A quick update on Chinese: Anki (or rather, the addon Luís recommended) reckons that I "know" 225 characters. I don't know what that means, but it sure sounds nice; it's certainly much more than zero!

Saim wrote:Mandarin

I've decided to do screencaps of lessons from Le chinois sans peine and cut out the characters so I'm not relying on the pinyin and translation to understand the text. I think I will do this as a character recognition exercise on days when I don't have any flashcard reviews for Mandarin. First I will try and read it aloud without listening to the audio, then I will read it along with the audio.

Image

My main goal is to associate the characters with phonetic information so I slowly develop an internal reading voice for Mandarin that will make it easier to use reading to study at a later date, and this is the best way I can think of doing that.

I don't have the time or energy to do much handwriting: I'll keep using the Heisig book but I can't see myself doing it every or almost every day. I'll treat it more the way I'd treat a learner's grammar; i.e., as something to skim through and make notes out of rather than as a primary study resource.


In retrospect this was overkill and something I didn't really enjoy doing. Once I've gone through the entire book through Anki (probably towards the beginning of the summer at this pace), I'll do this with all the lessons at once, then print them out and read the characters as if they were just a collection of dialogues without any grammar notes, pinyin or translations. I think that'll make it more fun.

Yes, I could probably just do this without cutting out the characters in paint. But I find the rest of the information too distracting to just focus on the actual text.

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Re: Saim's log 2017-2019

Postby voron » 2019-03-06, 23:05

Saim wrote:I've been really enjoying Turkish lately, and feel like I'm getting close to a breakthrough, inching towards a more solidly intermediate level of comprehension.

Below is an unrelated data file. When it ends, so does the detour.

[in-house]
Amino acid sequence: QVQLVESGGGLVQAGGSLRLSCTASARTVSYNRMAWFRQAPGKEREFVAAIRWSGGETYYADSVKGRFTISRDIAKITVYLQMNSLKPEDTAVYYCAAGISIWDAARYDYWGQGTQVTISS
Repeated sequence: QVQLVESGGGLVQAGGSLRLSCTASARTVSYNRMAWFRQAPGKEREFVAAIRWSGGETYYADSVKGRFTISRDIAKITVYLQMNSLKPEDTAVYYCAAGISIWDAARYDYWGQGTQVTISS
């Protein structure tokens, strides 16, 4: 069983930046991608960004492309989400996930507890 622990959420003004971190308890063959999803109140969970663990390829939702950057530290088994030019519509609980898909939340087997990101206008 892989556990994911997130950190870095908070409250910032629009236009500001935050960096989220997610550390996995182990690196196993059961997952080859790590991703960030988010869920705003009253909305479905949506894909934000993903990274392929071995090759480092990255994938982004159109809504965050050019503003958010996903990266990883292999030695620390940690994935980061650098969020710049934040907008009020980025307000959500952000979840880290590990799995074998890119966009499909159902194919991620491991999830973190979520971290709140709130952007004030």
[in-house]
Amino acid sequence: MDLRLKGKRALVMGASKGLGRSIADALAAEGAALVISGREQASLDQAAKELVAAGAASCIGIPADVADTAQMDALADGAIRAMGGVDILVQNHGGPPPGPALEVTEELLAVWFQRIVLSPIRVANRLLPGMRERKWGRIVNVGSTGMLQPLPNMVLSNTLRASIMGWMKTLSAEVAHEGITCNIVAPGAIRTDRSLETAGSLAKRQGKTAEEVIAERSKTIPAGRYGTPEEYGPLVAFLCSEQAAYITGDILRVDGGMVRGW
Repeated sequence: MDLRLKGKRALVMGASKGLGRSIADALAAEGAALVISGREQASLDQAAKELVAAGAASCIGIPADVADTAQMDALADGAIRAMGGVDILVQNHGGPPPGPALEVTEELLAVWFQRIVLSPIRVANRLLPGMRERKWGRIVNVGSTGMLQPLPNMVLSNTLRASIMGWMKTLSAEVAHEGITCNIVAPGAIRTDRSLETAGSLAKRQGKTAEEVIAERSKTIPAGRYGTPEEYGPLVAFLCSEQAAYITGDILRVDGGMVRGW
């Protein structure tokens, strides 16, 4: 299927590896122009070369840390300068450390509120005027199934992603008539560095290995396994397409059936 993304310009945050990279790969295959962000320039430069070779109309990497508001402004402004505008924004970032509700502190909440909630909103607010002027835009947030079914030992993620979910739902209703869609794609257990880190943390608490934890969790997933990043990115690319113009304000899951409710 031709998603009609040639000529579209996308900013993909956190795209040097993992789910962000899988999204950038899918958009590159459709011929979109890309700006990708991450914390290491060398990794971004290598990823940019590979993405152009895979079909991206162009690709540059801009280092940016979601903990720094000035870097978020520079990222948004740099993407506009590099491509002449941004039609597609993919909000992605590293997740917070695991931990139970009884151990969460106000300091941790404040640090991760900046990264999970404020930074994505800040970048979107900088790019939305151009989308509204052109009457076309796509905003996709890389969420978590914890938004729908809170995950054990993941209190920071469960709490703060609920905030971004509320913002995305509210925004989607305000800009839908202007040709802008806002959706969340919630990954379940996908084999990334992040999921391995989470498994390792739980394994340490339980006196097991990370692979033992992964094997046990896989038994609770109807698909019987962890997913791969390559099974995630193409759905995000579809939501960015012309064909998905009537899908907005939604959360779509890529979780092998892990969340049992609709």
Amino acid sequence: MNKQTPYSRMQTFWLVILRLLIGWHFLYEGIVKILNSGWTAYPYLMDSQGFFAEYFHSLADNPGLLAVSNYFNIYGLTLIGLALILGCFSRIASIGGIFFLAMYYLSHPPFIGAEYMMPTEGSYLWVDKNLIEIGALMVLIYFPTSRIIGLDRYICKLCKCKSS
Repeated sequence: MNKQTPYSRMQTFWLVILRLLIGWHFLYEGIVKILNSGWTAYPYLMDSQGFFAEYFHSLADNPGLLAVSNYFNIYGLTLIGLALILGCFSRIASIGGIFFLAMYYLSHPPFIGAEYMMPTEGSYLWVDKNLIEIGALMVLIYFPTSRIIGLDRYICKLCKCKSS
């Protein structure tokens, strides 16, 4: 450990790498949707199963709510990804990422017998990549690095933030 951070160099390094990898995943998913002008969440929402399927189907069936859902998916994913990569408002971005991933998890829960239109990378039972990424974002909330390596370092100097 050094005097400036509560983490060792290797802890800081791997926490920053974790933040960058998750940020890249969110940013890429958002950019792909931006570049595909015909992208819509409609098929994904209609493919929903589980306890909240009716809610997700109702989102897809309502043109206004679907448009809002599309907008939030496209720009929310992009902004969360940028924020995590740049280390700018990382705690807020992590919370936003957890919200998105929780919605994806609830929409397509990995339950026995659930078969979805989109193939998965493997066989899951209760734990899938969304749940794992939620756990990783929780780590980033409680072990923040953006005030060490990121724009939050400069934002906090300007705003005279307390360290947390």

That's so cool!

If you listen to any Turkish songs, post the links here.

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Re: Saim's log 2017-2019

Postby Saim » 2019-03-07, 19:27

voron wrote:
Saim wrote:I've been really enjoying Turkish lately, and feel like I'm getting close to a breakthrough, inching towards a more solidly intermediate level of comprehension.

That's so cool!

If you listen to any Turkish songs, post the links here.


Here are some songs I've been listening to lately:

Sila and Kenan Dogulu - ...dan sonra
https://www.youtube.com/watch?v=NXh8DHAej78&list=PLzGvZOz7TRFwOE6Dxj9WUhfEAwTrCuv4j&index=11&t=0s

Ege Çubukçu Ft. Ayşe Hatun - Hey DJ
https://www.youtube.com/watch?v=1liZYxdTieo&index=15&list=PLzGvZOz7TRFwOE6Dxj9WUhfEAwTrCuv4j

Maestro feat. Charlee & İstifa & Santi & Linspecteur - Bizi Gör
https://www.youtube.com/watch?v=IYHFaQCNfEg&list=PLzGvZOz7TRFwOE6Dxj9WUhfEAwTrCuv4j&index=5&t=0s

Ege Çubukçu - Carpe Diem
https://www.youtube.com/watch?v=vIu4R-GFhb8&index=7&list=PLzGvZOz7TRFwOE6Dxj9WUhfEAwTrCuv4j

Erdem Kınay Ft. İkizler - Öptüm
https://www.youtube.com/watch?v=WMfPtUGe0lQ&list=PLzGvZOz7TRFwOE6Dxj9WUhfEAwTrCuv4j&index=9

For now I'm not going to actively study songs but I can pick out a lot more vocabulary than even a couple of months ago, so that's nice. :D

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Re: Saim's log 2017-2019

Postby eskandar » 2019-03-08, 3:08

I like how you're always trying different things. I can't tell if I keep doing generally the same things because they work for me, or just because I'm lazy. :hmm:
Currently away from Unilang.

vijayjohn
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Re: Saim's log 2017-2019

Postby vijayjohn » 2019-03-08, 3:12

Same, but hey, if it works... :)